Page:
(Last Updated on : 12/01/2010)
The footsteps of Indian archaeol-ogy can easily be traced from the beginning of the early sixteenth century to the closing years of the nineteenth century with its dominant theoretical frame of field-enquiry being a concern with the issue of ancient Indian historical geography. Sites, inscriptions, coins, sculpture, architecture, all had their place in this overriding scheme. At the dawn of the twentieth century there was a definite archaeological shape of India's ancient past. Some recent excavations that are carried out by the archeologists of modern era also serve important information in the Indian archaeology.
Moreover, during the modern period of archaeology, important matters should be taken for considerations in the field of archaeology in modern India. The Archaeological Survey of India was organised as late as 1861 and suffered at least two major interruptions before the end of the century. During this time, in the important task of preserving the Indian monuments there were only brief and generally half-hearted attempts and there was no policy of systematically excavating ancient historic settlements. The excavations that took place during this period were done in a haphazard manner and were only of marginal significance. In fact, in the closing years of the nineteenth century the government had no bigger plan for archaeology except a province-wise listing of the major monuments and sites.
During the ruling period of the British, there was a steady emphasis on the tasks of exploration and ex-cavation in different parts of India, undertaken by the authorities. This was the era when the British took increasing role in the field-work, with the em-phasis on the excavation of the principal early historical cities of north India and the associated stupa and monastic sites, along with Rajagriha (1905-6) and Bhita (1911-12). For the first time, the early historic urban past of north India was being given a touch of reality by the archaeologist's spade. Another major achievement of his time was the discovery of the Indus civilization. The principal sites of this civilization excavated during this period are Mohenjodaro and Harappa. Though both the sites had been known for a long time but their archaeological significance was not appreciated till these excavations were undertaken. The site of Harappa was much destroyed by the depredations of the railway contractors of the Lahore-Multan railway, and thus Mohenjodaro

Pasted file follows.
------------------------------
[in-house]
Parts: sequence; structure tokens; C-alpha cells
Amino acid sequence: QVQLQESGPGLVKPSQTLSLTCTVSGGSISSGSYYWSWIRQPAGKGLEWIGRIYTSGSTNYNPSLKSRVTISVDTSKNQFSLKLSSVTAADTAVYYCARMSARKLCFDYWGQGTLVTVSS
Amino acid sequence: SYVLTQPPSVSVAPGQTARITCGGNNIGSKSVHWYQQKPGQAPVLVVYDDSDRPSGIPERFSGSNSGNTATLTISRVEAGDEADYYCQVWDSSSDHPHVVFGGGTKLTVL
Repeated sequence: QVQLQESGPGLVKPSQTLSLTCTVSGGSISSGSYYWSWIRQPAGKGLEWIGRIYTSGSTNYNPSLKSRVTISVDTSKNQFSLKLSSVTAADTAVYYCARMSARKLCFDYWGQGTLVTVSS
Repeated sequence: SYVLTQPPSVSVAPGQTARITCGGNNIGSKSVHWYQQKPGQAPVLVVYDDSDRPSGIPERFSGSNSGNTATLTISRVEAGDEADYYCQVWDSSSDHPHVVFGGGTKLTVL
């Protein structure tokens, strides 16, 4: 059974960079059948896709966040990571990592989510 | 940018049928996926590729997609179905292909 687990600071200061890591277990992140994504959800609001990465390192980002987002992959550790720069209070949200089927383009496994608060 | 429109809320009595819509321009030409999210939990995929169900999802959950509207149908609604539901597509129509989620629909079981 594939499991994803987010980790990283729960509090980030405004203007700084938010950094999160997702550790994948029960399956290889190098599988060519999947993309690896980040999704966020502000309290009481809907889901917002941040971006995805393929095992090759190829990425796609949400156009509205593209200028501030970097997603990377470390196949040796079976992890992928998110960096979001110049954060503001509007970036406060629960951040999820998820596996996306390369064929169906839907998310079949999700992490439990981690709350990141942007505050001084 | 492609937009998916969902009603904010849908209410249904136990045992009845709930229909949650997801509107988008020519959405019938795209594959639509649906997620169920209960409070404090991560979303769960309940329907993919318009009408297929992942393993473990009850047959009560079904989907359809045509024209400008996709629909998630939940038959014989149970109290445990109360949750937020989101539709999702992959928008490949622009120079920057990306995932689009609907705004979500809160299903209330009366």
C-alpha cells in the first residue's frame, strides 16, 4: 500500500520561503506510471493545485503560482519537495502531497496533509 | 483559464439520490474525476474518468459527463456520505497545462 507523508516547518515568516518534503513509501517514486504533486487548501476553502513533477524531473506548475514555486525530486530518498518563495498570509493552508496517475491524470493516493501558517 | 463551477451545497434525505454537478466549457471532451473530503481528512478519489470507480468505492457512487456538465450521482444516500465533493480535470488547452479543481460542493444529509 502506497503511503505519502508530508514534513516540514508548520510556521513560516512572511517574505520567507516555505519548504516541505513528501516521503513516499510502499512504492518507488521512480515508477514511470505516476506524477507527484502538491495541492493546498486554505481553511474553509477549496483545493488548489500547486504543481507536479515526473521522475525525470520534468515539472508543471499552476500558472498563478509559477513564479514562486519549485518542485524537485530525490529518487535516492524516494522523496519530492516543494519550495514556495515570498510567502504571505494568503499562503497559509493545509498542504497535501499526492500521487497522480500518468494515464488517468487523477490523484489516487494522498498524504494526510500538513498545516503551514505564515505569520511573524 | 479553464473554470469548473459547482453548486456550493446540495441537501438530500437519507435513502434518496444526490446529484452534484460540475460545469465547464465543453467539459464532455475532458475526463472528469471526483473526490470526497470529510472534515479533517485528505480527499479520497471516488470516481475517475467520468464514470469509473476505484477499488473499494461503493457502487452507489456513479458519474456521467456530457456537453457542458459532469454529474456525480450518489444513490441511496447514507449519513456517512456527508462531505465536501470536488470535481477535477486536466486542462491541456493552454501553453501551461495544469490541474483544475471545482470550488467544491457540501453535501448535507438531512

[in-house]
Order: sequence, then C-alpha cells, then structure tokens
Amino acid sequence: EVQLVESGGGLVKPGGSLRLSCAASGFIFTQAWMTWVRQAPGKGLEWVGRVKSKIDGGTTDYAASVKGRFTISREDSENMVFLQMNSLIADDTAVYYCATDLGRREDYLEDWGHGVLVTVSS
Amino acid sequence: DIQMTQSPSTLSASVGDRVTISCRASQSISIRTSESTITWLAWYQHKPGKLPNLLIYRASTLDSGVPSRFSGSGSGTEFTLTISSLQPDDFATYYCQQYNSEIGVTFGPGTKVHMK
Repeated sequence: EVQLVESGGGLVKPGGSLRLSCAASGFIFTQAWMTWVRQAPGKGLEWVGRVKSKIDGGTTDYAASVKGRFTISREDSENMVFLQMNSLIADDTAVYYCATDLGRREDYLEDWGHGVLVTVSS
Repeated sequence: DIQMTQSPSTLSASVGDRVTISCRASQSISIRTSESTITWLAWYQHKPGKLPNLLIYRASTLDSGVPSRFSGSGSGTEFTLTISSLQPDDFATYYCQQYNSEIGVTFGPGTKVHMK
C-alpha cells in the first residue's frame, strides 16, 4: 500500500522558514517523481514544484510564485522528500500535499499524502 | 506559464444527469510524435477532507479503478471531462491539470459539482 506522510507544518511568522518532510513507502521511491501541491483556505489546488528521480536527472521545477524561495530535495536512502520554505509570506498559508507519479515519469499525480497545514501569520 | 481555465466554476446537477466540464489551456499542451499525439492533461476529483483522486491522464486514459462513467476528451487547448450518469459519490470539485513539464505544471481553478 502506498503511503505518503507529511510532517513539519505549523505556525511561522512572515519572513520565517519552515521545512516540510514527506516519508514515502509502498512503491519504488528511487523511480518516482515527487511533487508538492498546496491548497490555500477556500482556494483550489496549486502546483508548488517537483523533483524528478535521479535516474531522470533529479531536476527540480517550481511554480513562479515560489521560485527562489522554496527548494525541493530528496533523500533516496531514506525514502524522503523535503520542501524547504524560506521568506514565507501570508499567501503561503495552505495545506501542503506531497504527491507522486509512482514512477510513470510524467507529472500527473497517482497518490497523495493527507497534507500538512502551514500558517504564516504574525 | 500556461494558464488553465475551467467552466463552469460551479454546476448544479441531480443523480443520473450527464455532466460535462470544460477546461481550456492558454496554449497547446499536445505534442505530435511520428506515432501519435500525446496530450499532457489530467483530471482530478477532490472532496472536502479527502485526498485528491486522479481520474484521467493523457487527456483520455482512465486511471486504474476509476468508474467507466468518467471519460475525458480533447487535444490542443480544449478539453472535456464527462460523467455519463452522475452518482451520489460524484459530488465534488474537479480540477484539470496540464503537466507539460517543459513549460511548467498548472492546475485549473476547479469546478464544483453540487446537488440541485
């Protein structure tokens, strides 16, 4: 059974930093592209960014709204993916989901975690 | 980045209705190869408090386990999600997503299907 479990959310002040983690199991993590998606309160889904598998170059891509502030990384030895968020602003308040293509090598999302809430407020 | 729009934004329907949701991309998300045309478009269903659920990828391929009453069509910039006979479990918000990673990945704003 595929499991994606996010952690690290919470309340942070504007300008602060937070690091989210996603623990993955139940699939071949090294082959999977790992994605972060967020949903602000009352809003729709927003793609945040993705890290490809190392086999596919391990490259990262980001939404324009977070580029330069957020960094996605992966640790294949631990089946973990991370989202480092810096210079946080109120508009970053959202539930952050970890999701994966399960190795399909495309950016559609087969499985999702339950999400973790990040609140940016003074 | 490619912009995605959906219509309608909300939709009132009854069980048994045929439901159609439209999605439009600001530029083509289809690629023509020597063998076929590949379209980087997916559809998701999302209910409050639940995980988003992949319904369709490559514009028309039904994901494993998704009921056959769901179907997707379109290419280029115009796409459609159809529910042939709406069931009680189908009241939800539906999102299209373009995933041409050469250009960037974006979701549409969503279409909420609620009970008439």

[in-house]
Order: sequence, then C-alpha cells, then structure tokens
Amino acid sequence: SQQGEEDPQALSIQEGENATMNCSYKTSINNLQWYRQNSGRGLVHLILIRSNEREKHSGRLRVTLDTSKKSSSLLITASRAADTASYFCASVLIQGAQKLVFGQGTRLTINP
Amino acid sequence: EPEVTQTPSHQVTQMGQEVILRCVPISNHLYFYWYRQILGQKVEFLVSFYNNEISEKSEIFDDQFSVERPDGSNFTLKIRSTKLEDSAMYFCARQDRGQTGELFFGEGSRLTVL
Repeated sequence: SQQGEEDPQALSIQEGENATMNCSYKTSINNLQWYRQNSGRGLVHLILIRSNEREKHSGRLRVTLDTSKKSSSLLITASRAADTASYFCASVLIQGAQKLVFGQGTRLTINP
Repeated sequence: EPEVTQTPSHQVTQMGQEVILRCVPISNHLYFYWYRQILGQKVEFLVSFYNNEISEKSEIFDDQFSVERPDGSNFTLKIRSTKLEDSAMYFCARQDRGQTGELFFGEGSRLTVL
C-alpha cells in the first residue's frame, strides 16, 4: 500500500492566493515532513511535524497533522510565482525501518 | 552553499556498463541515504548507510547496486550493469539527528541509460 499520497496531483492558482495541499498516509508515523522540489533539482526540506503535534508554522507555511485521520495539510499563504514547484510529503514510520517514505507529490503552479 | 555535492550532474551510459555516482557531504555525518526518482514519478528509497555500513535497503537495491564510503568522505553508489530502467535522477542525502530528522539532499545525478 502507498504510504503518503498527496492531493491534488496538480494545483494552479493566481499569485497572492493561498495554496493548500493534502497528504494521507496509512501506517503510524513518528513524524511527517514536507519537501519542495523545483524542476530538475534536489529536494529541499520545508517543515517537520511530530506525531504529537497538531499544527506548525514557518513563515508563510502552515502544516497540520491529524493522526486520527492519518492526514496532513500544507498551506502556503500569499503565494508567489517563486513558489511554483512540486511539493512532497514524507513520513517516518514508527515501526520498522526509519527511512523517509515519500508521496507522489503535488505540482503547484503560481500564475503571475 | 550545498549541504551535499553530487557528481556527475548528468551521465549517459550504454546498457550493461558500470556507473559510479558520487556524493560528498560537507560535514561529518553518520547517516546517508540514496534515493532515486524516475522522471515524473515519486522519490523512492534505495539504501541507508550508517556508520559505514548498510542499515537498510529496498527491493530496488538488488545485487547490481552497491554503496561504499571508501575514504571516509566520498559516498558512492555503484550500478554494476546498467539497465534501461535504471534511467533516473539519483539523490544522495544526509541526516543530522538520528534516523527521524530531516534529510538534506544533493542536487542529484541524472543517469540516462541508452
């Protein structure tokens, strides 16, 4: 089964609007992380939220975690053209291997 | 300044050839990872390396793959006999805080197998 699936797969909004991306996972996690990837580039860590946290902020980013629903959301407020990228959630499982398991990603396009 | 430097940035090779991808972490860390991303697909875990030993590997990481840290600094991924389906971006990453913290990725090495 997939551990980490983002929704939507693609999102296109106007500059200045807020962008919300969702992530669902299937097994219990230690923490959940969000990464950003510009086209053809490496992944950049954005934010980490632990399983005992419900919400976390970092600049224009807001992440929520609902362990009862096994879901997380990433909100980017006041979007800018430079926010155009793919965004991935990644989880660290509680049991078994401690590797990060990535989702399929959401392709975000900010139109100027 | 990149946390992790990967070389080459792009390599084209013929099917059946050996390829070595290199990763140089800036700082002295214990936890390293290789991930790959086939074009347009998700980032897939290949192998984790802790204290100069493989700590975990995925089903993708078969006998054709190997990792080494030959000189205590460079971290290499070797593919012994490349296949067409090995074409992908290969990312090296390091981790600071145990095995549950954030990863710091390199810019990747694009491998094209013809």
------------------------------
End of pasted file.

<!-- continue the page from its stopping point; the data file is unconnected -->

became the major focus of horizontal excavations. Another excavation of archeological importance was the buried Buddhist ruins in the deserts of central Asia in 1900-1, 1906-8 and 1913-16 that was made on behalf of the government of India.
Till 1944 certainly some good work were carried out, notably at the Indus civilization sites of Mohenjodaro, Chanhudaro and Harappa and at the early historic site of Ahichchhatra. The government of India took a renewed interest in the Archaeological Survey to make further progress in this sector of archaeology.